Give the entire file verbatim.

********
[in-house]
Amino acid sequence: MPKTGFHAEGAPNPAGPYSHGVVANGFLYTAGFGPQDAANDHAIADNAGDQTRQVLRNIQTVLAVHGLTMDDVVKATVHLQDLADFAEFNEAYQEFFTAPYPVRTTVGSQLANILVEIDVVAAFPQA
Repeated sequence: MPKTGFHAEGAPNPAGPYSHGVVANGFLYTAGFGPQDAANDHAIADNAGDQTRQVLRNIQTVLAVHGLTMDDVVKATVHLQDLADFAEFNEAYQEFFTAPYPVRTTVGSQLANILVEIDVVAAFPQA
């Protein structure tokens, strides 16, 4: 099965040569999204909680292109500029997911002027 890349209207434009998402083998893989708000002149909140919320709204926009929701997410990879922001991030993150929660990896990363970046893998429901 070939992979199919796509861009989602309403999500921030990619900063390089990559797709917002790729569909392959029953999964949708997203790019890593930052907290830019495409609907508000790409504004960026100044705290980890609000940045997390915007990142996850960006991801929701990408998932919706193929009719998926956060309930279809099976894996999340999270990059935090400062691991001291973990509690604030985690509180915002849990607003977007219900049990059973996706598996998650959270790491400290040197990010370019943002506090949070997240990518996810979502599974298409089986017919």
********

[in-house]
Amino acid sequence: MPKTGFHAEGAPNPAGPYSHGVVANGFLYTAGFGPQDAANDHAIADNAGDQTRQVLRNIQTVLAVHGLTMDDVVKATVHLQDLADFAEFNEAYQEFFTAPYPVRTTVGSQLANILVEIDVVAAFPQA
Repeated sequence: MPKTGFHAEGAPNPAGPYSHGVVANGFLYTAGFGPQDAANDHAIADNAGDQTRQVLRNIQTVLAVHGLTMDDVVKATVHLQDLADFAEFNEAYQEFFTAPYPVRTTVGSQLANILVEIDVVAAFPQA
């Protein structure tokens, strides 16, 4: 099965040569999204909680292109500029997911002027 890349209207434009998402083998893989708000002149909140919320709204926009929701997410990879922001991030993150929660990896990363970046893998429901 070939992979199919796509861009989602309403999500921030990619900063390089990559797709917002790729569909392959029953999964949708997203790019890593930052907290830019495409609907508000790409504004960026100044705290980890609000940045997390915007990142996850960006991801929701990408998932919706193929009719998926956060309930279809099976894996999340999270990059935090400062691991001291973990509690604030985690509180915002849990607003977007219900049990059973996706598996998650959270790491400290040197990010370019943002506090949070997240990518996810979502599974298409089986017919």